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10 Tips to Live Simply And Still Have Nice Things

Happiness | Lifestyle

When you take the yoga path, it should be one of simplicity, spirituality, and humanity, right?

Well, mostly right. I do favor serenity and nature over shiny things. I prefer to donate rather than spend lavishly. I seek to connect rather than compare, to experience rather than accumulate, to enjoy instead of consume, to love people not possessions.

Spiritual Over Material

Spiritual trumps material most of the time (I have a soft spot for interior design but mostly just lust after things in magazines, sigh). I look inward to contemplate (and, sadly, still compare) more than I look outward to compete (“…but she has really nice shoes, and check out those yoga pants!”).

Yep, yoga pants don’t really count as things, let alone covetable things you find yourself ogling next to your own boring black ones. And shoes can form part of self-care—and self-care is still allowed in simple spiritual living.

So what does simple living mean when you still love (some) things?

1. Own things that mean something.

Be sentimental, heck, be schmaltzy. Hold on to old things, even ‘useless’ items if they really mean something to you. If your heart smiles when you look at something, and especially when just thinking about it, that’s more than enough—forget practicality.

If it reminds you of a special person or place,keep it. If you can taste the pizza you had in Naples, or hear a waltz on a Viennese breeze, do not throw these things out. If you can taste a stolen kiss or see a loved one framed in a stunning sunset vista, hold on to it tight.

2. Collections are OK.

They can get a bit obsessive, but collections, more than our random possessions, represent an extension of who we are. Multiple assortments of multiple things might be taking it too far, but a couple of favorite collections represent meaning multiplied.

And depending on your collection, it may also have real financial value—when you’d never consider selling, you know you’ve found ‘things’ that are truly worthwhile.

3. Sale items usually don’t count.

If price drove your purchase, chances are it’s something you should part with to simplify your life. Never-worn clothing items with price tags still on them are symbolic of materialism gone mad (and maybe your mood when you purchased).

It’s human nature to be rash around a sale sign, but be strong. The exception is for normally expensive items that mean a lot but that you’d never buy, but for the price reduction. Thank serendipity and appreciate these things even more.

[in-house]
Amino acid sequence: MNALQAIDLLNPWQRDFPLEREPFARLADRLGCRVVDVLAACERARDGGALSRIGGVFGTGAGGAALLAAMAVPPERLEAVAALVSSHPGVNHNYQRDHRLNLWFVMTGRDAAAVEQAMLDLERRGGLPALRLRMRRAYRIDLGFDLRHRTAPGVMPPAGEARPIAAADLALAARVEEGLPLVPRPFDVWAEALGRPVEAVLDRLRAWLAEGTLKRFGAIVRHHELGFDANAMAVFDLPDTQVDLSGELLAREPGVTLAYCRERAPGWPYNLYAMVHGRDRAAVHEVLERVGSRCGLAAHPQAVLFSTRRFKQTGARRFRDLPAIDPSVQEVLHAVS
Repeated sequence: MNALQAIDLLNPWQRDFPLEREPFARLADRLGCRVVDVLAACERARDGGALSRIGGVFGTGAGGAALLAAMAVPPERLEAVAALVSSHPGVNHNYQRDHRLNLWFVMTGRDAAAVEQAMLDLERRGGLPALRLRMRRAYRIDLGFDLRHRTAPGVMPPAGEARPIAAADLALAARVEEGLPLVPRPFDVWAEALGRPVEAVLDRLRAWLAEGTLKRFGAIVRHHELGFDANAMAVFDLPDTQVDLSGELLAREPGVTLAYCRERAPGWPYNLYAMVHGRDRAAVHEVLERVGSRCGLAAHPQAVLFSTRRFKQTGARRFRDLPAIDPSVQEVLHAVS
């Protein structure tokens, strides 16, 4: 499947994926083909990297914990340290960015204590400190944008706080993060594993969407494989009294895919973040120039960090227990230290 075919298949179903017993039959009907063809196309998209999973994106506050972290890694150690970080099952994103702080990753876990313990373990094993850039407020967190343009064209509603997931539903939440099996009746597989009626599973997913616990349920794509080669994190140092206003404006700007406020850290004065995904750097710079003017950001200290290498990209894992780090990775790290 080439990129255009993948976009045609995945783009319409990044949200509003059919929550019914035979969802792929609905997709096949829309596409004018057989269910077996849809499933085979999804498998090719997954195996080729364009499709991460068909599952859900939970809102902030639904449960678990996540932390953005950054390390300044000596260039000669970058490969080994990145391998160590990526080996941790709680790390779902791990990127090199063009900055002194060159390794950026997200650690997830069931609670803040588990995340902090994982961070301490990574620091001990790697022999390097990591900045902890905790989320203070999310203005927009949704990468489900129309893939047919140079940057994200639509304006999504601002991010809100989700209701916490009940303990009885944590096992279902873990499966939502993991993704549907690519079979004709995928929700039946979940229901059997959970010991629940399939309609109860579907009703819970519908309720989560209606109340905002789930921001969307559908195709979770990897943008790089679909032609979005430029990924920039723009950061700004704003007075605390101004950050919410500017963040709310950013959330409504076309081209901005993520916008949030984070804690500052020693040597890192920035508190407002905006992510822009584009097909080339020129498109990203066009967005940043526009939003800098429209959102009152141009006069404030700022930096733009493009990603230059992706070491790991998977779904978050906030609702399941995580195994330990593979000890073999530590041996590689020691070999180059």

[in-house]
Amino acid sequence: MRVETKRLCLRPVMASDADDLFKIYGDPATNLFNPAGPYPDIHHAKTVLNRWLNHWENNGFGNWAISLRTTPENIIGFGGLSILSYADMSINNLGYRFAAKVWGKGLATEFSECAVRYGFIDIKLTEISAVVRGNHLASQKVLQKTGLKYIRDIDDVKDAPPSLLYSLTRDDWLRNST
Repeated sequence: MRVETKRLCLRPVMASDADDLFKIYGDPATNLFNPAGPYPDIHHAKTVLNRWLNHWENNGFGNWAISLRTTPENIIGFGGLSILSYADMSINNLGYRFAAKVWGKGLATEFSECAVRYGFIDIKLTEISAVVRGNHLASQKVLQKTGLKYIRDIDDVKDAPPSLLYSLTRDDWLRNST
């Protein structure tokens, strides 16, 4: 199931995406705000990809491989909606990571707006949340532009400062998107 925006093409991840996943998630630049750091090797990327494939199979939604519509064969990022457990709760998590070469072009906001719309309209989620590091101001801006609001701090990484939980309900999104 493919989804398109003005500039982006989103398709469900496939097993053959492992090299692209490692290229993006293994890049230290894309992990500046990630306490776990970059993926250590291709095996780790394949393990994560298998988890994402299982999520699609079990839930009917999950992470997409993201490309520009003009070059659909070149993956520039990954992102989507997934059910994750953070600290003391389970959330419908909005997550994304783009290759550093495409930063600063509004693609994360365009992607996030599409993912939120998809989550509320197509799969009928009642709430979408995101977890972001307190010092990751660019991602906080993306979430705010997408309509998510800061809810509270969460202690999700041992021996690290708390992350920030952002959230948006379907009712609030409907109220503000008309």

4. Buy ethically.

Buy things that align with your values and support people you value (local traders, fair-trade social enterprises, up and coming artisans) and you’ll use your purchasing power for good.

5. Buy artisan rather than designer label.

This is intrinsically linked to buying ethically. Designer labels often say more about your insecurity and desire to compete than the value of your purchase. I know there’s a quality argument (often a dubious one) but buying status doesn’t go with simple living in my book.

Unique items made with love (rather than mass-produced using cheap labour with inflated profits going to multi-nationals) will always align with true yogic values.

6. Buy gifts.

Deciding you need fewer things doesn’t have to deny you the joy of searching for and finding that thing you love that will be ideal for someone else. That feeling of finding a perfect present can outweigh the joy of keeping it for yourself.

7. Meditate on it.

Meditation might be all about finding space for spiritual awakening, but if something you love is tempting you, chances are it will stay and play on your mind.

So meditate in a non-judgmental way, which is more than just weighing the pros and cons. Get clear on what you value and whether that thing will really enrich your life and the lives of others, and give yourself space before you buy.

8. You CAN have too many shoes.

If you’re female, you can have too many shoes. Fess up. Some ladies are really into bags too, but I’m no bag lady. A good rule of thumb might be—one pair for sports, two for casual, three for everyday comfort (including work) and two, ok maybe three, just because. Right, time to check my wardrobe!

9. Yoga pants do count.

Sure, you could consider yoga pants a uniform if you like, and if you do lots of yoga, you’re going to wear out your gear. But while yoga and fashion make big business together, I question whether they should be quite so close and cosy. There goes any big-brand sponsorship for me.

10. Be practical.

You’re still going to need everyday practical items, so recycling, upcycling, and sharing can really help you, and your friends and family, to live more simply. For example, if your friends would like an interesting article to read and get tips to live simply, why not share this one with them!

The best things in life really are free.

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